New normal = new skills
1. Qualification and certification is still king - While other industries are increasingly valuing skills, experience and abilities, for finance, qualifications and certifications are still very relevant. A candidate must possess relevant qualifications and recognised certifications to back his experience and skills. Finance is ruled by standards and principles and sticking to these standards as the only way to get your foot in the door.
2. Interpersonal and communication skills - Gone are the days when finance professionals were just number crunchers. Professionals in the field of finance are increasingly being asked to develop their relationship building skills with clients and maintain a good rapport with them. Infact, it sometimes is the sole differentiator between two candidates with the same qualifications and experience. Along with interpersonal skills, it’s important to develop communication skills as well to break complex finance jargon and technical concepts in simpler words for the management to grasp.
3. Critical thinking and problem-solving abilities - Critical thinking when combined with problem solving abilities can create a lethal combination. Companies and the finance world in general are increasingly favouring those who can predict scenarios, analyse happenings and draw conclusions. Additionally, the industry requires those individuals who are technically sound and have complete knowledge over systems and processes, to also be able to come up with innovative solutions to solve these problems.
4. Tech-savvy - With the rapid increase in the adoption of frontier technologies in the world of finance, it is prudent for individuals to have the ability to quickly adapt to the relevant technology. They must be able to pick up software, automation tools, visualisation tools and other relevant instruments, it is only then that the finance function can truly transform itself into a strategic function.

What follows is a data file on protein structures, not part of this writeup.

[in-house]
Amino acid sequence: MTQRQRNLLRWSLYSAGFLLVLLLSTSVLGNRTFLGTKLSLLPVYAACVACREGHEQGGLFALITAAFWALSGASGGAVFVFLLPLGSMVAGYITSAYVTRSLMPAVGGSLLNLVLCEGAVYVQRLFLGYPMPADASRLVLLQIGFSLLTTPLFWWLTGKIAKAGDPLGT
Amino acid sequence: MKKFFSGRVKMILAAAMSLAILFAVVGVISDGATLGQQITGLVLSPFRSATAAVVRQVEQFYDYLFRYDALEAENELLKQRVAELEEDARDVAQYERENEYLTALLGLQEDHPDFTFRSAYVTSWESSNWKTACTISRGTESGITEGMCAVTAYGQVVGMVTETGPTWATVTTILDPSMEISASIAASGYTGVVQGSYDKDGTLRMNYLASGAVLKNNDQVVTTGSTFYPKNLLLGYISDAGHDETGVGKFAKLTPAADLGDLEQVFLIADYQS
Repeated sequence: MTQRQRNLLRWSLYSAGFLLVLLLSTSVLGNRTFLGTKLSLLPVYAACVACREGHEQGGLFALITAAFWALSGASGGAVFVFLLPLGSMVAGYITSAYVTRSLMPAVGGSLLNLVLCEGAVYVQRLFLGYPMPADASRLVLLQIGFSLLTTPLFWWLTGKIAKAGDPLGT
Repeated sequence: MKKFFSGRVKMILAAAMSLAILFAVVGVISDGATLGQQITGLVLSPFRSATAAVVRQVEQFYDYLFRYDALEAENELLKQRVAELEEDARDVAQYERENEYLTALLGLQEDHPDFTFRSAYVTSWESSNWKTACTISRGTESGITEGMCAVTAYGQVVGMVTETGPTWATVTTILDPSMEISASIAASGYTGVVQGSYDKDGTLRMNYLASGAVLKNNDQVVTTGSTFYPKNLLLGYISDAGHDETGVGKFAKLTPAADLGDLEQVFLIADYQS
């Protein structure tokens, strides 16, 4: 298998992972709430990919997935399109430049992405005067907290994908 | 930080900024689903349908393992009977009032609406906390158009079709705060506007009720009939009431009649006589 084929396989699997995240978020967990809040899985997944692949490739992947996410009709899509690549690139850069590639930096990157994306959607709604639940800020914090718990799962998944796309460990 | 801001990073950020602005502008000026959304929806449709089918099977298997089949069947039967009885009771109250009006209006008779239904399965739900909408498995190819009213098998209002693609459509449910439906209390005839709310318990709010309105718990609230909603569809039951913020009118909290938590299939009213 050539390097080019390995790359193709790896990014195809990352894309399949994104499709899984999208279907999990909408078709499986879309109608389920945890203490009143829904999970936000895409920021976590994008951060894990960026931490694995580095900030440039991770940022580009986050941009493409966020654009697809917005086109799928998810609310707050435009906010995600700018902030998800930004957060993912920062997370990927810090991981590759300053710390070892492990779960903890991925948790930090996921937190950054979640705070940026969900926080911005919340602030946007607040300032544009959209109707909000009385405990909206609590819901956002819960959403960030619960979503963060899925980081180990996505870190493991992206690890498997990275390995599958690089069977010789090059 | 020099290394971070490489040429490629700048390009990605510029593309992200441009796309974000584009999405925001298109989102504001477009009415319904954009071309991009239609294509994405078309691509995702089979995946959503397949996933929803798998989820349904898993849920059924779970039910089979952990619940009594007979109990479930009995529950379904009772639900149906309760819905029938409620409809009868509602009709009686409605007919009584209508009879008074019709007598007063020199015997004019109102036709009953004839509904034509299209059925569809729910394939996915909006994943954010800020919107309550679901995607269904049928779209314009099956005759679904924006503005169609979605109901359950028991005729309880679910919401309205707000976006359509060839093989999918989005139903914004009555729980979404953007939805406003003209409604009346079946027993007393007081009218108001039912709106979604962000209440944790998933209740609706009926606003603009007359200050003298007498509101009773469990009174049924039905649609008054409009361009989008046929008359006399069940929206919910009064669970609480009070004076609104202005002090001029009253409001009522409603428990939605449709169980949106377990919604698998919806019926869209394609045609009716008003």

5. Agility and unlearning - Agility is all about how flexible and adaptable one can be. As simple it may sound, it isn’t. Infact, it’s one of the most important characteristics for a finance professional. Adjusting to constraints and yet making an impact will be a skill employers will be looking forward to seeing in individuals. Unlearning, goes hand in hand with agility. If one is able to continuously learn while on the job and sharpen his or her skill set, then as a consequence one unlearns and relearns what is known already. It’s also agility and unlearning that majorly drive corporate innovation.
In a post-pandemic world, things are going to look very different for the finance industry. Technology is certainly going to have a massive impact if not already and finance leaders will increasingly make use of data in terms of analytics, forecasts and projections to help CEOs with their business decisions. Banking as an industry is already in it’s transformation phase and further introduction and adoption of technology will mean enhanced customer experience. However, the human touch must not be lost amidst digital technology given the complexity of the banking sector. On the other hand, accounting as a key function is being disrupted again by technology such as automation and artificial intelligence.
These technologies can have a great bottom line impact as they help automate monotonous accounting tasks, provide deep insights and prevent money laundering. However, leaders must consider cybersecurity threats and take adequate measures to contain risk.
Lastly, finance enthusiasts who’re eager to pursue a career in finance must ensure they’ve the right qualifications along with other interpersonal skills in order to establish themselves as thorough professionals.